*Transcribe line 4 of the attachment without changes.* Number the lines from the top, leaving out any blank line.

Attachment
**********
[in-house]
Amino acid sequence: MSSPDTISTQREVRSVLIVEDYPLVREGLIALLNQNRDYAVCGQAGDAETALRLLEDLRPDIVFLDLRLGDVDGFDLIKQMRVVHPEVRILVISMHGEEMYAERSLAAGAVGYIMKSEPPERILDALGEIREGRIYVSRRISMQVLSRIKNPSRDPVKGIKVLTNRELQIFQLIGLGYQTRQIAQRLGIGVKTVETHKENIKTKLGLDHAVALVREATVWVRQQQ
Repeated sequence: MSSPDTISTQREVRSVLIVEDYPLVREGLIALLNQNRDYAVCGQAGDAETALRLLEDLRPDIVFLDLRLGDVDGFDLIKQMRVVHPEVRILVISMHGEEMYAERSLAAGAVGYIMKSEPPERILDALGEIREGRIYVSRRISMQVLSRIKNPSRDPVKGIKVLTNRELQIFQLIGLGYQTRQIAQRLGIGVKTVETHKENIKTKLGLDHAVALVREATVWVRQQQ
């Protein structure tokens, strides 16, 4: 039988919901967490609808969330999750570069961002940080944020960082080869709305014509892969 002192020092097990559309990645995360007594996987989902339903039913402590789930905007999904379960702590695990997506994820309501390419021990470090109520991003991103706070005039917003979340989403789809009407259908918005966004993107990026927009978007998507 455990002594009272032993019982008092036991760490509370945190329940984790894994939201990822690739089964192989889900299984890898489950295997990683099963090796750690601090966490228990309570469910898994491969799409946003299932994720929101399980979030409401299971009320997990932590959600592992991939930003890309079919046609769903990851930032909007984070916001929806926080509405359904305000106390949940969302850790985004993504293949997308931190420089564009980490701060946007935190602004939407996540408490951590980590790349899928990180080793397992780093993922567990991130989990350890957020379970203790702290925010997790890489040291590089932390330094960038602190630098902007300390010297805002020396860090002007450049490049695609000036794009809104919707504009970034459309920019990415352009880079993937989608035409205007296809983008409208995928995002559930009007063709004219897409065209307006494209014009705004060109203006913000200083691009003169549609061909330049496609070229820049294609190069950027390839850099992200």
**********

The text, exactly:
């Protein structure tokens, strides 16, 4: 039988919901967490609808969330999750570069961002940080944020960082080869709305014509892969 002192020092097990559309990645995360007594996987989902339903039913402590789930905007999904379960702590695990997506994820309501390419021990470090109520991003991103706070005039917003979340989403789809009407259908918005966004993107990026927009978007998507 455990002594009272032993019982008092036991760490509370945190329940984790894994939201990822690739089964192989889900299984890898489950295997990683099963090796750690601090966490228990309570469910898994491969799409946003299932994720929101399980979030409401299971009320997990932590959600592992991939930003890309079919046609769903990851930032909007984070916001929806926080509405359904305000106390949940969302850790985004993504293949997308931190420089564009980490701060946007935190602004939407996540408490951590980590790349899928990180080793397992780093993922567990991130989990350890957020379970203790702290925010997790890489040291590089932390330094960038602190630098902007300390010297805002020396860090002007450049490049695609000036794009809104919707504009970034459309920019990415352009880079993937989608035409205007296809983008409208995928995002559930009007063709004219897409065209307006494209014009705004060109203006913000200083691009003169549609061909330049496609070229820049294609190069950027390839850099992200």